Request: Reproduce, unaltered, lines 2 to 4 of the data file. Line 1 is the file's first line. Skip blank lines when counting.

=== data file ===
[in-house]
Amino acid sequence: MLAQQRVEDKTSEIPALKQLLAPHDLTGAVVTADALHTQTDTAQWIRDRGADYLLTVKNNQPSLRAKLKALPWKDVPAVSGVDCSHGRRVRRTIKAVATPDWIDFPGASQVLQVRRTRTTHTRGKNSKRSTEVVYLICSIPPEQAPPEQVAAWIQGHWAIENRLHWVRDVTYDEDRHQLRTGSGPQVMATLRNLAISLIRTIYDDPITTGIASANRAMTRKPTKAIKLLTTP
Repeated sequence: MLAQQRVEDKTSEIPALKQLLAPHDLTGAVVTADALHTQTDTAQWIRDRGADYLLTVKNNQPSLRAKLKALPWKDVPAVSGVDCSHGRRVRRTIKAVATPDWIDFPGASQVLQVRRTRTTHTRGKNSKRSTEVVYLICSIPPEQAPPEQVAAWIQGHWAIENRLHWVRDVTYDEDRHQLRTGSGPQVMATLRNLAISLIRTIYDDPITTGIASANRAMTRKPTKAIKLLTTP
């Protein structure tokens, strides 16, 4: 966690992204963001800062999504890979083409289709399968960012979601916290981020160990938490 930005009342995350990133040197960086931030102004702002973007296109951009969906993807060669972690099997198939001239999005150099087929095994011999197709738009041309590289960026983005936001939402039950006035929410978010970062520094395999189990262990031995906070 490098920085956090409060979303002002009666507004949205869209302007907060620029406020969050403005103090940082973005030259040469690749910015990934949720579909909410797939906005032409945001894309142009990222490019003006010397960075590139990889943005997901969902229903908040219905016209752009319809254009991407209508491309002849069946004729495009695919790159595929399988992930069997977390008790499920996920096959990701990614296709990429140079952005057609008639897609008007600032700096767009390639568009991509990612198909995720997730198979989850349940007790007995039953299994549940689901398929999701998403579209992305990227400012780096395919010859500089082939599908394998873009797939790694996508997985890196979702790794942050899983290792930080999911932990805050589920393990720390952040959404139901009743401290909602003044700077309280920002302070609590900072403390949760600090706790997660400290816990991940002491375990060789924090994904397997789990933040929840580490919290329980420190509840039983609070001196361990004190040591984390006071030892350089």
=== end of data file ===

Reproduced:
Amino acid sequence: MLAQQRVEDKTSEIPALKQLLAPHDLTGAVVTADALHTQTDTAQWIRDRGADYLLTVKNNQPSLRAKLKALPWKDVPAVSGVDCSHGRRVRRTIKAVATPDWIDFPGASQVLQVRRTRTTHTRGKNSKRSTEVVYLICSIPPEQAPPEQVAAWIQGHWAIENRLHWVRDVTYDEDRHQLRTGSGPQVMATLRNLAISLIRTIYDDPITTGIASANRAMTRKPTKAIKLLTTP
Repeated sequence: MLAQQRVEDKTSEIPALKQLLAPHDLTGAVVTADALHTQTDTAQWIRDRGADYLLTVKNNQPSLRAKLKALPWKDVPAVSGVDCSHGRRVRRTIKAVATPDWIDFPGASQVLQVRRTRTTHTRGKNSKRSTEVVYLICSIPPEQAPPEQVAAWIQGHWAIENRLHWVRDVTYDEDRHQLRTGSGPQVMATLRNLAISLIRTIYDDPITTGIASANRAMTRKPTKAIKLLTTP
């Protein structure tokens, strides 16, 4: 966690992204963001800062999504890979083409289709399968960012979601916290981020160990938490 930005009342995350990133040197960086931030102004702002973007296109951009969906993807060669972690099997198939001239999005150099087929095994011999197709738009041309590289960026983005936001939402039950006035929410978010970062520094395999189990262990031995906070 490098920085956090409060979303002002009666507004949205869209302007907060620029406020969050403005103090940082973005030259040469690749910015990934949720579909909410797939906005032409945001894309142009990222490019003006010397960075590139990889943005997901969902229903908040219905016209752009319809254009991407209508491309002849069946004729495009695919790159595929399988992930069997977390008790499920996920096959990701990614296709990429140079952005057609008639897609008007600032700096767009390639568009991509990612198909995720997730198979989850349940007790007995039953299994549940689901398929999701998403579209992305990227400012780096395919010859500089082939599908394998873009797939790694996508997985890196979702790794942050899983290792930080999911932990805050589920393990720390952040959404139901009743401290909602003044700077309280920002302070609590900072403390949760600090706790997660400290816990991940002491375990060789924090994904397997789990933040929840580490919290329980420190509840039983609070001196361990004190040591984390006071030892350089």